After a few weeks of effort, PixMill 1.0 is now a thing. Why is this important?

Well, thanks to the folks in Cupertino, CA and their Catalina OS upgrade, the house of cards that was my collection of Ruby-language code tools came crumbling down. When I refer to my code in such a manner, I’m not saying that it wasn’t useful or well thought out. Up to the Catalina upgrade, it had served us well for TOCS development as well as other personal outside projects. The issue was that it was not being managed in a formal, standardized way.

The Ruby development ecosystem has defined a code package system called ‘gems’. Each gem contains all of the Ruby and/or C code necessary to implement some sort of functionality. Instead of learning and using this package to manage my tools and libraries, I instead dumped everything into a “special” folder on my (and Paul’s) systems and forced the environment to look there for when needed. For access to other functionality, I used other developer’s gems, some of which were less than well-designed.

The Catalina upgrade broke the Ruby/Pango gem that I had been relying on. I spent about two months of scattered free time trying to debug and fix it to no avail. I had to work on Plan B.

Plan B was the alternative design decision back when I was creating my Canvas code. Plan A was simple: write pure Ruby and use other people’s Ruby-to-C interface gems to access C-based functionality, such as the Cairo and Pango libraries for graphics and text layout. This plan could also be labeled the “lazy” plan. Instead of writing full-fledged gems and writing my own interfaces in C, I opted to rely on 3rd party interface gems, 90% of which I didn’t need. However, it worked, until one of these interface gems died for difficult-to-solve reasons.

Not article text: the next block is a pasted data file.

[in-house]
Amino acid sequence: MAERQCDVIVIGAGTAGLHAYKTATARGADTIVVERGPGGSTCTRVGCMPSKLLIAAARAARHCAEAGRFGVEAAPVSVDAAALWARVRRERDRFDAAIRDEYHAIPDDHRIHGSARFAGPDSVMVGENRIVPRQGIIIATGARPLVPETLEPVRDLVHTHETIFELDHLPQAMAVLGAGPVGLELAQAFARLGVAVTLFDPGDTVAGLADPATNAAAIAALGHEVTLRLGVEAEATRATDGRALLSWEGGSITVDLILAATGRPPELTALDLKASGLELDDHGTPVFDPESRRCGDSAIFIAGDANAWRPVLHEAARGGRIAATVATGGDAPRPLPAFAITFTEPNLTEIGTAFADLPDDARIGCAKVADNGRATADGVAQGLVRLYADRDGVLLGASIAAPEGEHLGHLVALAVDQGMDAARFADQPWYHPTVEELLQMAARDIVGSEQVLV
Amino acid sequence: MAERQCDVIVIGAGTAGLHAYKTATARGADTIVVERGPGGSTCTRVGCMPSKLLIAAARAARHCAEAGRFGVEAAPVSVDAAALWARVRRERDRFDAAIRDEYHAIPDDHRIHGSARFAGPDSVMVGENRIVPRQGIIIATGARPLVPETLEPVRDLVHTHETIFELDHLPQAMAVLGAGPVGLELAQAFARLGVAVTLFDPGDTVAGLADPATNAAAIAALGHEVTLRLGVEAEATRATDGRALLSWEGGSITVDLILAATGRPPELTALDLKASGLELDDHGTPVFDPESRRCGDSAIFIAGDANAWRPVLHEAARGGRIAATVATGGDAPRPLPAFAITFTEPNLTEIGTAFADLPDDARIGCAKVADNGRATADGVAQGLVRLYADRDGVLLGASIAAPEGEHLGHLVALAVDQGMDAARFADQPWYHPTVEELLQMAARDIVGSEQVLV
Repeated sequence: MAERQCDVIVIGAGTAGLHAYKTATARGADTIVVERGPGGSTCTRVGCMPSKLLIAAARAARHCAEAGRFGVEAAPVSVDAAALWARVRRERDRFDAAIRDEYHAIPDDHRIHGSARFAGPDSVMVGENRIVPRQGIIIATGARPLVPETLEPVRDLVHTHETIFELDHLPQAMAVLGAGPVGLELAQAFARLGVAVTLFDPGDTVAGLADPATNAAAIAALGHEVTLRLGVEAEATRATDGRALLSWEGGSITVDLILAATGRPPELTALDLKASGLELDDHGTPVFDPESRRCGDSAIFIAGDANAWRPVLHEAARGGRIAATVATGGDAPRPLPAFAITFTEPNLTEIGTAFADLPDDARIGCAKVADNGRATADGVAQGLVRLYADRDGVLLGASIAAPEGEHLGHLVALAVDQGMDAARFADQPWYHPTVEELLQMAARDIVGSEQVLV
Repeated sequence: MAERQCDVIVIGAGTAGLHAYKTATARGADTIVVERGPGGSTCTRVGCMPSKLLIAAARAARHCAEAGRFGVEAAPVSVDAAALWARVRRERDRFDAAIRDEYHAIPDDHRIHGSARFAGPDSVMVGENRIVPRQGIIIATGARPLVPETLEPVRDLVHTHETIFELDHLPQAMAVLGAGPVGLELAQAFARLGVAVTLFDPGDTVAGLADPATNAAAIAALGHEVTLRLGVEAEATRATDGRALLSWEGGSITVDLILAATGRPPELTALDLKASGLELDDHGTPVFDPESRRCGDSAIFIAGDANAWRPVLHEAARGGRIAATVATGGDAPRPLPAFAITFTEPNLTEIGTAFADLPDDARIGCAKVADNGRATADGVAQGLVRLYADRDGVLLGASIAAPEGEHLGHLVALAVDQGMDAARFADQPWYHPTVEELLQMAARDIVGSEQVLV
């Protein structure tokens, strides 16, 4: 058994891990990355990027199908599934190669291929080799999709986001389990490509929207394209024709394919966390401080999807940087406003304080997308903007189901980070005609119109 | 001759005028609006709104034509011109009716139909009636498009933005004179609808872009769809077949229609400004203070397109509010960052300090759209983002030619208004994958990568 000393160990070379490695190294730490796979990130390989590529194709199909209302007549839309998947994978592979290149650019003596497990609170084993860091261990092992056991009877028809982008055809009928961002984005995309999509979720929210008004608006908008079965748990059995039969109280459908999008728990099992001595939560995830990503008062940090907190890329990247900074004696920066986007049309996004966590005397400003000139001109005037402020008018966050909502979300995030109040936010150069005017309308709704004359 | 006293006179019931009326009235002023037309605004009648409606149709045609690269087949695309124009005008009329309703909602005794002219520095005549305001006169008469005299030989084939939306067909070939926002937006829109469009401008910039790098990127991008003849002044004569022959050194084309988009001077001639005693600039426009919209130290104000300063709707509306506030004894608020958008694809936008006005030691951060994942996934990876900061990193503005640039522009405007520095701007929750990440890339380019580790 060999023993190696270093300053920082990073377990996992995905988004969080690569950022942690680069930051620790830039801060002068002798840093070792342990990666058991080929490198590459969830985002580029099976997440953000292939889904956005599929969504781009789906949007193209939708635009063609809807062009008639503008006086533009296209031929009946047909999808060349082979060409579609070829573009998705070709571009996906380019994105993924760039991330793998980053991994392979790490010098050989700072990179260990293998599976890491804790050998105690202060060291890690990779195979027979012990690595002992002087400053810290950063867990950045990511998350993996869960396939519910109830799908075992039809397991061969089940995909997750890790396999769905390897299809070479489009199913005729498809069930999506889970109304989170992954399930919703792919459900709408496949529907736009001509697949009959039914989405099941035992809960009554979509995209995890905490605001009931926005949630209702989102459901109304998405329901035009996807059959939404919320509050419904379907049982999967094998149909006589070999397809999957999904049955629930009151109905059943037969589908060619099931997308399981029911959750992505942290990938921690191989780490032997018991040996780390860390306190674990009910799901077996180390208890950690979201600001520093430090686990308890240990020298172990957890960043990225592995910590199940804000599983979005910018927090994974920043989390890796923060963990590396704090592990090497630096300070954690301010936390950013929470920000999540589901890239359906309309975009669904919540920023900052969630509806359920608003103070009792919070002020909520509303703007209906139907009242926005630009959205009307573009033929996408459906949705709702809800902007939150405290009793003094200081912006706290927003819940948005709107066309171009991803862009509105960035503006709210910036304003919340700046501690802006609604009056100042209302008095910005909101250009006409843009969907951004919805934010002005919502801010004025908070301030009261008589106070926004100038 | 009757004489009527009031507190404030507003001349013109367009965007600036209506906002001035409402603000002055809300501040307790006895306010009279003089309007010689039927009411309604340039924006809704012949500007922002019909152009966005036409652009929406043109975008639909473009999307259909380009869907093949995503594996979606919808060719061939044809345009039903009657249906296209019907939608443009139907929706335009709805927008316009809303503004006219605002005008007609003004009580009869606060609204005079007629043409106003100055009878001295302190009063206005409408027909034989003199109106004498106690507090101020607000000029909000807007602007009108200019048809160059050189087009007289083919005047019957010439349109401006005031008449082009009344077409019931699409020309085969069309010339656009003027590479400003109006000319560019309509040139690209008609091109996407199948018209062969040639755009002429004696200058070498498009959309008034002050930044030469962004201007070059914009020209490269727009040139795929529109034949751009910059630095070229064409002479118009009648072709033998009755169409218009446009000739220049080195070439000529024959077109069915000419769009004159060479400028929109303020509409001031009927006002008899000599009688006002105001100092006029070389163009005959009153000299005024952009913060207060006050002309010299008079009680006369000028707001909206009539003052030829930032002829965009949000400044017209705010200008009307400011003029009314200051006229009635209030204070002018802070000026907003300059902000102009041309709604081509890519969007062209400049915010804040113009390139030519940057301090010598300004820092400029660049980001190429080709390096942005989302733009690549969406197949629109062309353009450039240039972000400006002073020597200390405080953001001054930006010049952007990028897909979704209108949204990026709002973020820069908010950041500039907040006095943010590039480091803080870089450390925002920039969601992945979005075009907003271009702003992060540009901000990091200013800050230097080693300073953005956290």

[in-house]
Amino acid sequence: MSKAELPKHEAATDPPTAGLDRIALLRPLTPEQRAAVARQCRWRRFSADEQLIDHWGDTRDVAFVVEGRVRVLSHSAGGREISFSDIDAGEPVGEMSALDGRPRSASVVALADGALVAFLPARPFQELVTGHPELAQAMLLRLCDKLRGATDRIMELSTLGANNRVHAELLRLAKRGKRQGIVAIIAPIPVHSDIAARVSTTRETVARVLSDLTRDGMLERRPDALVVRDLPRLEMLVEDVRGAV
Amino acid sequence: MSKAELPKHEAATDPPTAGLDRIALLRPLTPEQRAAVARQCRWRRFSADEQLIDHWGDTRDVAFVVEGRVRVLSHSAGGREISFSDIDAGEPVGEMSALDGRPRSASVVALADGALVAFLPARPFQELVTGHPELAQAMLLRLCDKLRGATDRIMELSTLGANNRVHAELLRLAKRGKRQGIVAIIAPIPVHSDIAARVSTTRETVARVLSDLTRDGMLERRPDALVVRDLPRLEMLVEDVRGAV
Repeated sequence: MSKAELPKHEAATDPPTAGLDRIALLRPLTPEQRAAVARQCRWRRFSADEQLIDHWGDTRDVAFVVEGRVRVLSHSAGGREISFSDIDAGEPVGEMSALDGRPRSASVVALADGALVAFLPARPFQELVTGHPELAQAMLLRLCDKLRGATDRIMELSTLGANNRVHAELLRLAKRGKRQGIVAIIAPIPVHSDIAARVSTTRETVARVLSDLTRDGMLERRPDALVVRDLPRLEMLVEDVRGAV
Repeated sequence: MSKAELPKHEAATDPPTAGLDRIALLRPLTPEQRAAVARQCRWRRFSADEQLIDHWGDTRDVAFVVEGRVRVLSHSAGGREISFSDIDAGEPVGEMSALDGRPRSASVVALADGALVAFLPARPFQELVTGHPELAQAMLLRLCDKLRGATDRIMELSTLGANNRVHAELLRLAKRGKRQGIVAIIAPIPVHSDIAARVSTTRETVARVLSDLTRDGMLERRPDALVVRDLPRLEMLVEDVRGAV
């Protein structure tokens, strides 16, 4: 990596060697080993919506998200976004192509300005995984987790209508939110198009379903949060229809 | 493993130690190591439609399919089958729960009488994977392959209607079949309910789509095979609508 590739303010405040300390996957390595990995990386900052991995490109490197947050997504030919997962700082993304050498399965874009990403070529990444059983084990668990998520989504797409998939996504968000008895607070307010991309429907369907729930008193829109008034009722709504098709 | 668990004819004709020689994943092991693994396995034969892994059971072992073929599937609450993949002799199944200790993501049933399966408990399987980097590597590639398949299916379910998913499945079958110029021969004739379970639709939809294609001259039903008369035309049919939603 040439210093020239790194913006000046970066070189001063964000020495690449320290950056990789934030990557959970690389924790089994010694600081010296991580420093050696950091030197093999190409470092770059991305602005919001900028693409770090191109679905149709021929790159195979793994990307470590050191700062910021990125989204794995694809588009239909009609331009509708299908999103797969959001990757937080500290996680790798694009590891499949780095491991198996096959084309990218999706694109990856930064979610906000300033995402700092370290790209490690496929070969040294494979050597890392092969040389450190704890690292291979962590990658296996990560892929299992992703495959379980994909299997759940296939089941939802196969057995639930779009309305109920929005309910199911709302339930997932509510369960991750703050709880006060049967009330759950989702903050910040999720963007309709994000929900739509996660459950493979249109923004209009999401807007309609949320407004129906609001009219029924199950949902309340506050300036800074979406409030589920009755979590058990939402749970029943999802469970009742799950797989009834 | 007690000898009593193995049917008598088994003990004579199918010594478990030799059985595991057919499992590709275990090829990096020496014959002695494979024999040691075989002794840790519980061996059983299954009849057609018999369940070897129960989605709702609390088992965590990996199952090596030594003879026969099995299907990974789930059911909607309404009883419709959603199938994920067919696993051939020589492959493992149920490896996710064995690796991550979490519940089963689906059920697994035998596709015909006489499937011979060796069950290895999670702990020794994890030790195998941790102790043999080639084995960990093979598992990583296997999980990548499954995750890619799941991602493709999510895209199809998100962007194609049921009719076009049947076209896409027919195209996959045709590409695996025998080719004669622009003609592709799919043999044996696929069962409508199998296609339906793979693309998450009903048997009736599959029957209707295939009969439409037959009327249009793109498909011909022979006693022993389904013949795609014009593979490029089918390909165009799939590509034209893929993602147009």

PixMill is a full-fledged Ruby gem and replaces the Canvas code in its entirety. Instead of relying on up to six 3rd-party interface gems, the interfaces are written in C and are baked into the PixMill code. By doing the work, we cut down on our vulnerability to poorly-designed interface code. It’s also faster.

Private Gem Server

There is one caveat to all of this: accessibility. Ruby gems can be stored at for public posting and downloading of features and functionality. However, we don’t want PixMill, and other privately-developed gems, to be publicly available. The reasons for this are two-fold: extra support overhead (documentation, etc.) and intellectual property rights. We wrote it; it’s ours.

So, how do we store and download privately developed gems for our own use? We need a private gem server. It turns out that someone created a Ruby gem called “geminabox”. Using this gem on our server, and updating a server access list on our clients, allows us to manage our own set of Ruby gems for design and development. You can see it at (Don’t worry. It’s password protected.) While the server code allows for custom configurations, I haven’t gotten around to it yet.

With all this done for the most part, we are able to build TOCS counters on our Macs for the first time since spring.